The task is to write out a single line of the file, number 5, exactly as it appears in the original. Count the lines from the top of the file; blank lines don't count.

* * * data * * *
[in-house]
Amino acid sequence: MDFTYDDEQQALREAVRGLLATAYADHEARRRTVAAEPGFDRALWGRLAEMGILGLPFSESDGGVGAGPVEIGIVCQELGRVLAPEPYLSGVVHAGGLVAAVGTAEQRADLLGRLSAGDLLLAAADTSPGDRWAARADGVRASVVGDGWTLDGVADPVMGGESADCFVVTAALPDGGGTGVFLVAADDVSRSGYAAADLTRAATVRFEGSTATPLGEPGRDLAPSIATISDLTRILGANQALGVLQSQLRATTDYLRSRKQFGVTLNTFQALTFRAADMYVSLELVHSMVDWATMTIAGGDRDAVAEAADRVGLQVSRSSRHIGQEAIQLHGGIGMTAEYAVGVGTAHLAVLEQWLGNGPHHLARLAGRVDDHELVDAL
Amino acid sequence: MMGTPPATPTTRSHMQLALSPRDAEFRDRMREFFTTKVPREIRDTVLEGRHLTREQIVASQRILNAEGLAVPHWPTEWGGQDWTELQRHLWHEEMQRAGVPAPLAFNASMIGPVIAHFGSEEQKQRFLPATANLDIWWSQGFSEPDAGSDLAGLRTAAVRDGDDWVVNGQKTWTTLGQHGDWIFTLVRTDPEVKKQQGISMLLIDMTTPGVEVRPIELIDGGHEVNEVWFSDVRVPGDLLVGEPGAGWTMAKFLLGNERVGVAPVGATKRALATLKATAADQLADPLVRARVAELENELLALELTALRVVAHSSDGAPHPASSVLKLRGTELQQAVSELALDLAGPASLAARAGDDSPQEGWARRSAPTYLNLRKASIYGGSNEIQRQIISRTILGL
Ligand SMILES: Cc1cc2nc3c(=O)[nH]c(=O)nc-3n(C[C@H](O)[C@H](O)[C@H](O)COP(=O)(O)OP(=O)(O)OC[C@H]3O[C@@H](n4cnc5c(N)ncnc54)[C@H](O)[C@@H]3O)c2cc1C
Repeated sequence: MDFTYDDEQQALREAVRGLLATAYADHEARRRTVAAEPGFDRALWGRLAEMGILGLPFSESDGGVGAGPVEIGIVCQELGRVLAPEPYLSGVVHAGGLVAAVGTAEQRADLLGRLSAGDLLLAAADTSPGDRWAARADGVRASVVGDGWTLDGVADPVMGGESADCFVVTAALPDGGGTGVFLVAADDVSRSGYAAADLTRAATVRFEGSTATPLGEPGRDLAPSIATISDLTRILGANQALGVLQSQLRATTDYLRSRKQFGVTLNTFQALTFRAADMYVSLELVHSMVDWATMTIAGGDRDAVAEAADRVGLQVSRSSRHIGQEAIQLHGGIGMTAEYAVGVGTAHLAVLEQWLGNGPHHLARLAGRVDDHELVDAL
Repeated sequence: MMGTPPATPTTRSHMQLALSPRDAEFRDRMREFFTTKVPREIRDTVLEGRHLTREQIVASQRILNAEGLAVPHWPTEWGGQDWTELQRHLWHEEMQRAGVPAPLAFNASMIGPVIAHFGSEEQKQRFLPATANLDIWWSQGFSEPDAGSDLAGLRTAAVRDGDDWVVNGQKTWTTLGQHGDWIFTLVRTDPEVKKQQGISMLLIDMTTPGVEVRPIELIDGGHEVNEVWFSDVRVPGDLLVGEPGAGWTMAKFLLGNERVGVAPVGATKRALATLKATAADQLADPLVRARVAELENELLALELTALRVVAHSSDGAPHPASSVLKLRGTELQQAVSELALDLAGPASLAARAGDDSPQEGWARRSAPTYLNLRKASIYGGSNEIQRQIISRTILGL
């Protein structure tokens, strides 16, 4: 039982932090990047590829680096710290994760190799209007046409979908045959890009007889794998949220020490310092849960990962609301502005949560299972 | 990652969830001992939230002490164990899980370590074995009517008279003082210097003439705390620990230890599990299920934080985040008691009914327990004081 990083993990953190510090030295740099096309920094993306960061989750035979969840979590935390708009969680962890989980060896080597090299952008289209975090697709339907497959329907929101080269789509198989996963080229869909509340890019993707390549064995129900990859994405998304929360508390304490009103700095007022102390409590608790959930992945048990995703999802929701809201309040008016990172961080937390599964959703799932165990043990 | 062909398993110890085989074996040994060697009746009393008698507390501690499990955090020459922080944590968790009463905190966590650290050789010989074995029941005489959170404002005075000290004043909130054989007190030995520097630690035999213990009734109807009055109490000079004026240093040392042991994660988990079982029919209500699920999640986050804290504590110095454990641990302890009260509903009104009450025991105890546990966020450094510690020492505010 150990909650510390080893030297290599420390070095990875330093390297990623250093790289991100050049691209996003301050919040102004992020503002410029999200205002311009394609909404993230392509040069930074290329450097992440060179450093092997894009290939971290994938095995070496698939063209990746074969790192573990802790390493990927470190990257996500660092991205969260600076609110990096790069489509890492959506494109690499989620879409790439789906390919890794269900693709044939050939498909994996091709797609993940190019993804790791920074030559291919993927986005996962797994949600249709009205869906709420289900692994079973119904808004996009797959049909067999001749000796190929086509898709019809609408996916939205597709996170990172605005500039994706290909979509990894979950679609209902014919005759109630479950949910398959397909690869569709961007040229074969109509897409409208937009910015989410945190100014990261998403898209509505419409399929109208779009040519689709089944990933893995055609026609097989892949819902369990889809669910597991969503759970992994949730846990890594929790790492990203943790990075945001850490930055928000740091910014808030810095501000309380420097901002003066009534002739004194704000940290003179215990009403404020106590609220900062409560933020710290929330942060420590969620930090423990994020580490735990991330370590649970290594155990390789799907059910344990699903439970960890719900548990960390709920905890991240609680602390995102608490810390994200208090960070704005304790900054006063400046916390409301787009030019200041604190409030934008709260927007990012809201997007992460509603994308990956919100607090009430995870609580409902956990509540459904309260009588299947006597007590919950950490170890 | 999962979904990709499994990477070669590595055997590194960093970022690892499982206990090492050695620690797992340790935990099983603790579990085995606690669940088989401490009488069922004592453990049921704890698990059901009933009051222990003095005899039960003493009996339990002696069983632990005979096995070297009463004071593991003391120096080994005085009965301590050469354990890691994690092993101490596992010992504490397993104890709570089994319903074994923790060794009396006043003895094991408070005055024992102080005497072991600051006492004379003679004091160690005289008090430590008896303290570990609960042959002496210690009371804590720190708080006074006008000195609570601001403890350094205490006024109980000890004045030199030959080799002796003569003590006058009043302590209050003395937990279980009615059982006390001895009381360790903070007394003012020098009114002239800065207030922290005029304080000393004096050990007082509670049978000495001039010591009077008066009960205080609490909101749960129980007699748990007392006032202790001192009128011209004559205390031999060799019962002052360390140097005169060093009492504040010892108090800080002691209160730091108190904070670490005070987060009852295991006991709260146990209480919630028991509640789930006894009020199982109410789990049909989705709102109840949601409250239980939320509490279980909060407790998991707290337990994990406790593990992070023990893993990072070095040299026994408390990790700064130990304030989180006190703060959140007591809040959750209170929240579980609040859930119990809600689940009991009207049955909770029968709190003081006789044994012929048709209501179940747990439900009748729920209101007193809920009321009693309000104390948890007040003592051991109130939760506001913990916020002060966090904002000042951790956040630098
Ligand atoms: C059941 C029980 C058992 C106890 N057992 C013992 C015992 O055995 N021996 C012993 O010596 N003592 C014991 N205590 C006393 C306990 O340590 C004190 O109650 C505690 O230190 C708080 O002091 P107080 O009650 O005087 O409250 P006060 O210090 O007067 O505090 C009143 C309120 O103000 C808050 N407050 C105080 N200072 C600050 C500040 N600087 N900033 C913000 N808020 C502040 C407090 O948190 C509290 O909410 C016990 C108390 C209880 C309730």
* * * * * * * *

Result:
Repeated sequence: MDFTYDDEQQALREAVRGLLATAYADHEARRRTVAAEPGFDRALWGRLAEMGILGLPFSESDGGVGAGPVEIGIVCQELGRVLAPEPYLSGVVHAGGLVAAVGTAEQRADLLGRLSAGDLLLAAADTSPGDRWAARADGVRASVVGDGWTLDGVADPVMGGESADCFVVTAALPDGGGTGVFLVAADDVSRSGYAAADLTRAATVRFEGSTATPLGEPGRDLAPSIATISDLTRILGANQALGVLQSQLRATTDYLRSRKQFGVTLNTFQALTFRAADMYVSLELVHSMVDWATMTIAGGDRDAVAEAADRVGLQVSRSSRHIGQEAIQLHGGIGMTAEYAVGVGTAHLAVLEQWLGNGPHHLARLAGRVDDHELVDAL